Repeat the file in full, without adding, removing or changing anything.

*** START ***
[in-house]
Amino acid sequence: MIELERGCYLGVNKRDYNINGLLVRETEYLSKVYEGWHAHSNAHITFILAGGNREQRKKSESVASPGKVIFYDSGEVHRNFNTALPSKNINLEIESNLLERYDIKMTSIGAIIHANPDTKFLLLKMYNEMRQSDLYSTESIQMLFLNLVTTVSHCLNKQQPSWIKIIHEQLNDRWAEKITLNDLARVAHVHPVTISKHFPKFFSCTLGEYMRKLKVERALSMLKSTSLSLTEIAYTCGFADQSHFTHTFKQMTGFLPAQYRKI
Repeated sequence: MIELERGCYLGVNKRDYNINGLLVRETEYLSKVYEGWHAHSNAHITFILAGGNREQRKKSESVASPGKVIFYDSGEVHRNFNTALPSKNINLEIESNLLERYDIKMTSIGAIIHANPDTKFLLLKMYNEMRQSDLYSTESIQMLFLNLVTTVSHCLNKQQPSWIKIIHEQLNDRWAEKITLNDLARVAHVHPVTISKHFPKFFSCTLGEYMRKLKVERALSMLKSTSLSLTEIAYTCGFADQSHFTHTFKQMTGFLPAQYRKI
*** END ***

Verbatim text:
[in-house]
Amino acid sequence: MIELERGCYLGVNKRDYNINGLLVRETEYLSKVYEGWHAHSNAHITFILAGGNREQRKKSESVASPGKVIFYDSGEVHRNFNTALPSKNINLEIESNLLERYDIKMTSIGAIIHANPDTKFLLLKMYNEMRQSDLYSTESIQMLFLNLVTTVSHCLNKQQPSWIKIIHEQLNDRWAEKITLNDLARVAHVHPVTISKHFPKFFSCTLGEYMRKLKVERALSMLKSTSLSLTEIAYTCGFADQSHFTHTFKQMTGFLPAQYRKI
Repeated sequence: MIELERGCYLGVNKRDYNINGLLVRETEYLSKVYEGWHAHSNAHITFILAGGNREQRKKSESVASPGKVIFYDSGEVHRNFNTALPSKNINLEIESNLLERYDIKMTSIGAIIHANPDTKFLLLKMYNEMRQSDLYSTESIQMLFLNLVTTVSHCLNKQQPSWIKIIHEQLNDRWAEKITLNDLARVAHVHPVTISKHFPKFFSCTLGEYMRKLKVERALSMLKSTSLSLTEIAYTCGFADQSHFTHTFKQMTGFLPAQYRKI